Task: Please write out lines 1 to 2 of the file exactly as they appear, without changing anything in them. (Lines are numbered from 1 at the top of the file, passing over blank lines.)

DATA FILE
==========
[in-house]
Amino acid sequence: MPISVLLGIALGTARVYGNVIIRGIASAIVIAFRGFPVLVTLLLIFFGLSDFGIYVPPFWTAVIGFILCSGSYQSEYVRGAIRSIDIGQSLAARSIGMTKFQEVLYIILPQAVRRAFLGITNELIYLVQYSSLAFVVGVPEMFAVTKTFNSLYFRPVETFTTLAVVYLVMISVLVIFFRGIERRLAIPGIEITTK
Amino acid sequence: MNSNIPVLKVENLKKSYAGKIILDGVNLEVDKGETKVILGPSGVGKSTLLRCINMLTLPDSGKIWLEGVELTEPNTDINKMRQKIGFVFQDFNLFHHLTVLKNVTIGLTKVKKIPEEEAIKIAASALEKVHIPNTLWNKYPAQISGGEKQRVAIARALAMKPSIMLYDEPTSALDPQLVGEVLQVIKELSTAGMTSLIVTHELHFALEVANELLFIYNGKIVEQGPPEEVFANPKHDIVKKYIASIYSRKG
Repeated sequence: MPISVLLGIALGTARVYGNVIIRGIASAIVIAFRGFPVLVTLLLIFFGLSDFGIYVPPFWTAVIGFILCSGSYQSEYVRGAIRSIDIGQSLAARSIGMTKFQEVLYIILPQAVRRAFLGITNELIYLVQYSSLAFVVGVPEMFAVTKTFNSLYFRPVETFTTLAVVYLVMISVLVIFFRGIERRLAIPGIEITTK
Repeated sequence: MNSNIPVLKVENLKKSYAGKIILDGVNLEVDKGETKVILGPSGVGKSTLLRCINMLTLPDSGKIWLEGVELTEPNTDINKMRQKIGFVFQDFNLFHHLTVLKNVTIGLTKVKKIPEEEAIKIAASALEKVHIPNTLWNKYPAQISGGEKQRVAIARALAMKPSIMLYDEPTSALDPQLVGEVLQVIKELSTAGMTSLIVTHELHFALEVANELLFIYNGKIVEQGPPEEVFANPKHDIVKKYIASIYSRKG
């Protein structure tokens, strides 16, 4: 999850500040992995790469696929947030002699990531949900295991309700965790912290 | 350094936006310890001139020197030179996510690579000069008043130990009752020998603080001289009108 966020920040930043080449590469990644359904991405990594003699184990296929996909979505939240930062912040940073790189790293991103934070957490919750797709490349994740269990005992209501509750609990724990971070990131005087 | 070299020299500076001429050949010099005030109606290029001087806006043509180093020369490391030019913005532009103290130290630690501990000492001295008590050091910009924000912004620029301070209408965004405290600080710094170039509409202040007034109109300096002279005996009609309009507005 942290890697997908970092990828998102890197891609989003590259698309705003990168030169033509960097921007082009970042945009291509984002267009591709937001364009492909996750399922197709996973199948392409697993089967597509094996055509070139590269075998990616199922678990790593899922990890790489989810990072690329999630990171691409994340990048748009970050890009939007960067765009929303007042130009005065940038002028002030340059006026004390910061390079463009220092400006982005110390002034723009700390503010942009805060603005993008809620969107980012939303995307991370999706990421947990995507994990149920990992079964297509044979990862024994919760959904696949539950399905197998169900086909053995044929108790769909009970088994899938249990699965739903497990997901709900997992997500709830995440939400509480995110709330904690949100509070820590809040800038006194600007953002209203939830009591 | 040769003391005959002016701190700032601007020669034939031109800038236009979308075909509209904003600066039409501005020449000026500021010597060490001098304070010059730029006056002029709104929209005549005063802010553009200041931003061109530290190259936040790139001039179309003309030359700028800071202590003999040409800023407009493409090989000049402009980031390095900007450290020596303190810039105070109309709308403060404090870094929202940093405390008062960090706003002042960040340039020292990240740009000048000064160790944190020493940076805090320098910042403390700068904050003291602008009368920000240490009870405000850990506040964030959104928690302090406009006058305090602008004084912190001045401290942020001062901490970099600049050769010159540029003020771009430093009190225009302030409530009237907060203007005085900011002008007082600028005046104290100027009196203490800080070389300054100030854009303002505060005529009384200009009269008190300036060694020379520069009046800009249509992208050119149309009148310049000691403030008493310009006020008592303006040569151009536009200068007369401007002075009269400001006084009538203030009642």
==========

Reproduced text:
[in-house]
Amino acid sequence: MPISVLLGIALGTARVYGNVIIRGIASAIVIAFRGFPVLVTLLLIFFGLSDFGIYVPPFWTAVIGFILCSGSYQSEYVRGAIRSIDIGQSLAARSIGMTKFQEVLYIILPQAVRRAFLGITNELIYLVQYSSLAFVVGVPEMFAVTKTFNSLYFRPVETFTTLAVVYLVMISVLVIFFRGIERRLAIPGIEITTK